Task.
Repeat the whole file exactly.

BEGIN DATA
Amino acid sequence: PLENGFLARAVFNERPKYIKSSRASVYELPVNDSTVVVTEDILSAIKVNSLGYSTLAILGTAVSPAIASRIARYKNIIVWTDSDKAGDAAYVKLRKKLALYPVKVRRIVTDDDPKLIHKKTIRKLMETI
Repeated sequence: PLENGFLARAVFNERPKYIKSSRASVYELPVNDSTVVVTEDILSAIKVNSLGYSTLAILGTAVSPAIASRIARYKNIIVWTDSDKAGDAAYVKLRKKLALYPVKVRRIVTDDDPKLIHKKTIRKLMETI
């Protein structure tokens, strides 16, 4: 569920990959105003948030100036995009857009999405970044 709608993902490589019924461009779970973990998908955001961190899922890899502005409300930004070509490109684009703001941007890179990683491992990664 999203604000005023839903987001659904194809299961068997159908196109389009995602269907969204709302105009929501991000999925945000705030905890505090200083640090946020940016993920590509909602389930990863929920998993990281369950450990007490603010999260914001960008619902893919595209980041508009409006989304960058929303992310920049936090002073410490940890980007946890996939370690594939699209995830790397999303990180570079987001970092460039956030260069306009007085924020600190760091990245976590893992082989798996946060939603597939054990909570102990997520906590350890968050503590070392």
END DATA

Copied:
Amino acid sequence: PLENGFLARAVFNERPKYIKSSRASVYELPVNDSTVVVTEDILSAIKVNSLGYSTLAILGTAVSPAIASRIARYKNIIVWTDSDKAGDAAYVKLRKKLALYPVKVRRIVTDDDPKLIHKKTIRKLMETI
Repeated sequence: PLENGFLARAVFNERPKYIKSSRASVYELPVNDSTVVVTEDILSAIKVNSLGYSTLAILGTAVSPAIASRIARYKNIIVWTDSDKAGDAAYVKLRKKLALYPVKVRRIVTDDDPKLIHKKTIRKLMETI
């Protein structure tokens, strides 16, 4: 569920990959105003948030100036995009857009999405970044 709608993902490589019924461009779970973990998908955001961190899922890899502005409300930004070509490109684009703001941007890179990683491992990664 999203604000005023839903987001659904194809299961068997159908196109389009995602269907969204709302105009929501991000999925945000705030905890505090200083640090946020940016993920590509909602389930990863929920998993990281369950450990007490603010999260914001960008619902893919595209980041508009409006989304960058929303992310920049936090002073410490940890980007946890996939370690594939699209995830790397999303990180570079987001970092460039956030260069306009007085924020600190760091990245976590893992082989798996946060939603597939054990909570102990997520906590350890968050503590070392």